HEARING the ping of a WhatsApp message, I chucked my phone under a cushion.
I knew it was the cute Tinder guy I was due to meet later, but I also knew I was never going to make the date.
Just the thought of meeting up with a guy made my head spin – let alone actually having sex with him, writes Rosie[/caption]
It had been six months since I had been intimate with a man, and I desperately craved the touch of someone between the sheets, but just the thought of meeting up with a guy made my head spin – let alone actually having sex with him.
I’ve always been a bit anxious, but I managed to keep a lid on it until I graduated from uni in 2010 and plunged into the world of celebrity journalism. Suddenly, the pressure was on and instead of spending my evenings and weekends going on dates, I was heading off to showbiz parties for work.
But in early 2013, the glitzy events began to feel like huge ordeals. I’d be in the middle of trying to talk to someone and my mouth would dry up or my legs would tremble, and I’d desperately want to run away.
I felt blind-sided, and after a few months I had to give up my job. I couldn’t cope with the anxiety it triggered, so I focused on freelance writing instead.
Even so, my stress levels remained high and it began to affect more than just my work. I’d gone from being a single woman who loved meeting guys and was confident in bed, to someone who couldn’t bear to even think about it. I was petrified I wasn’t interesting or fun, or that I might make a fool of myself. It was as if something had completely switched off in my brain and I couldn’t control it.
Of course, it meant my sex life took a massive dive, too. At night alone, I would crave cuddles and the feeling of being close to someone, but my confidence had taken such a battering that the thought of getting intimate repulsed me. It meant that I often turned down or cancelled dates at the last minute with guys I knew the old me would have wanted to rip the clothes off.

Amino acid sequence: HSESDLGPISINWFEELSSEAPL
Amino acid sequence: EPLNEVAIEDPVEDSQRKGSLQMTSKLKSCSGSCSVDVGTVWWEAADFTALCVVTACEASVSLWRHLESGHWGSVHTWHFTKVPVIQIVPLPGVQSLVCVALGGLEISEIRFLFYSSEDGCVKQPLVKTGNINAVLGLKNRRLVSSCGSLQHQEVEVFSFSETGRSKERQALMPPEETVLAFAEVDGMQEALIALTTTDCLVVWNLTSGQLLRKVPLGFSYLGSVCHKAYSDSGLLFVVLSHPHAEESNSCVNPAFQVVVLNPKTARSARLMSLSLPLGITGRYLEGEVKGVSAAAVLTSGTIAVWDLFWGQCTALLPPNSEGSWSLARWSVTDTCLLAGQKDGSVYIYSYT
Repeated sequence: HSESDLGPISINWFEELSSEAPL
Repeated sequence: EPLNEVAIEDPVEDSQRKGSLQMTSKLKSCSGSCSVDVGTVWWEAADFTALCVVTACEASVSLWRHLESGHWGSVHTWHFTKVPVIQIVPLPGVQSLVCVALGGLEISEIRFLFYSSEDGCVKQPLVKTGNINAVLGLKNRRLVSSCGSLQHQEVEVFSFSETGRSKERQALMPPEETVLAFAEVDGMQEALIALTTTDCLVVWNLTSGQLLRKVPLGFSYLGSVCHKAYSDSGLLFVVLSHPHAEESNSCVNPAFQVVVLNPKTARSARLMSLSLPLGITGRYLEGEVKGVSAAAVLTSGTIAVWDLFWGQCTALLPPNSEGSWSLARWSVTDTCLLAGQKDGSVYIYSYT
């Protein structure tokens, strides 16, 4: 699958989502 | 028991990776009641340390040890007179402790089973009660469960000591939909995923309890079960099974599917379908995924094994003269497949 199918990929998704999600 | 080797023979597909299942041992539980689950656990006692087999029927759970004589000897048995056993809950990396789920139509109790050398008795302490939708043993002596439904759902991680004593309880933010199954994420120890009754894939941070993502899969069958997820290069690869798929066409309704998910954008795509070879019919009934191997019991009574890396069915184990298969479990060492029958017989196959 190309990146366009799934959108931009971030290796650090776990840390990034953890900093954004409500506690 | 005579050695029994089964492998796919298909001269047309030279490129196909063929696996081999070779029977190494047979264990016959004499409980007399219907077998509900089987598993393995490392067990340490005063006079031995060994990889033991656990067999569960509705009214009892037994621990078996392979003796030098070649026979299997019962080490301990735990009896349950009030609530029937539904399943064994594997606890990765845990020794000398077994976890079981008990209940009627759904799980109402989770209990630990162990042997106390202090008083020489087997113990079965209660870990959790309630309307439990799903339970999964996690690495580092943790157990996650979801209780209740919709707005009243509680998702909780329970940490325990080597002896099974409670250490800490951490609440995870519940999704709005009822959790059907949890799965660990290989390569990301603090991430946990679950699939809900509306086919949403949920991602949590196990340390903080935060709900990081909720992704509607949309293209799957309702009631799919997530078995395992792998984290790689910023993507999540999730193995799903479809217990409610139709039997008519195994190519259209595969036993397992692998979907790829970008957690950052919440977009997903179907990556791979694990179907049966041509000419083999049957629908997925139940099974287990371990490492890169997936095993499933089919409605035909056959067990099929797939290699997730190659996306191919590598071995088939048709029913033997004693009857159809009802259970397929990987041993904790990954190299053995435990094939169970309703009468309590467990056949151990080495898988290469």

At night alone, I would crave cuddles and the feeling of being close to someone, but my confidence had taken such a battering that the thought of getting intimate repulsed me.
In 2015, after a year of enforced celibacy, I confided in friends about what I was going through and they suggested I take time out to focus on myself. I did this for another year, until in the summer of 2017 I thought I’d test the waters.
I managed to make it through a couple of dates and into bed with one guy, but it was a disaster and I found the whole experience extremely stressful.
While I went through the motions physically, I felt miserable afterwards. I wasn’t that interested in him, and I freaked out when he started texting and asking to see me again. On top of that, my anxiety forced me to over-analyse what had happened, and I felt intensely guilty for rejecting him.
Soon, I had pretty much convinced myself that I was destined to spend my life alone. By then, my libido was non-existent.
I didn’t even feel any real sexual urges, and orgasms were certainly not on my to-do list. But my anxiety didn’t ease, so in late 2017 I forced myself to see my GP. The doctor referred me for cognitive behavioural therapy (CBT) with a brilliant NHS therapist who managed to coax me out of my anxiety and self-imposed celibacy. By the end of the three-month course, she “dared” me to set up a Tinder date, which I did – and I truly haven’t looked back since.
Six months after having therapy, I finally had sex with a guy I was dating at the time. It was nerve-wracking, but nice, especially as I finally felt comfortable and relaxed in my own skin. It had been over half a year since I’d last had sex and I really did feel like an entirely different person.
I didn’t even feel any real sexual urges, and orgasms were certainly not on my to-do list.
In May last year I even headed out to Italy to meet Mauro, 35, a guy I’d had a holiday romance with years ago, and I had an amazing time.
But why did anxiety have such a huge impact on my libido? According to Katerina Georgiou, a psychotherapist who works with patients with anxiety during times of mental trauma, the brain “prioritises” what is and isn’t important.
“When you’re anxious, the brain focuses solely on its most vital needs, which is where the fight and flight mode comes in,” she explains. “Your most important priorities are to be safe and fed. Everything comes second to that, with sex going out of the window.”
MOST READ IN FABULOUS
While my anxiety still rears its ugly head occasionally, CBT has taught me effective coping techniques, such as deep breathing and focusing on the situation in front of me when my mind goes off on a tangent.
Now, I feel like I’m finally back to the old me: the girl who had no qualms about kissing a guy
at a party if I felt like it. And sex? Well, let’s just say that I’m back on track with that, too – and
I’m certainly making up for lost time.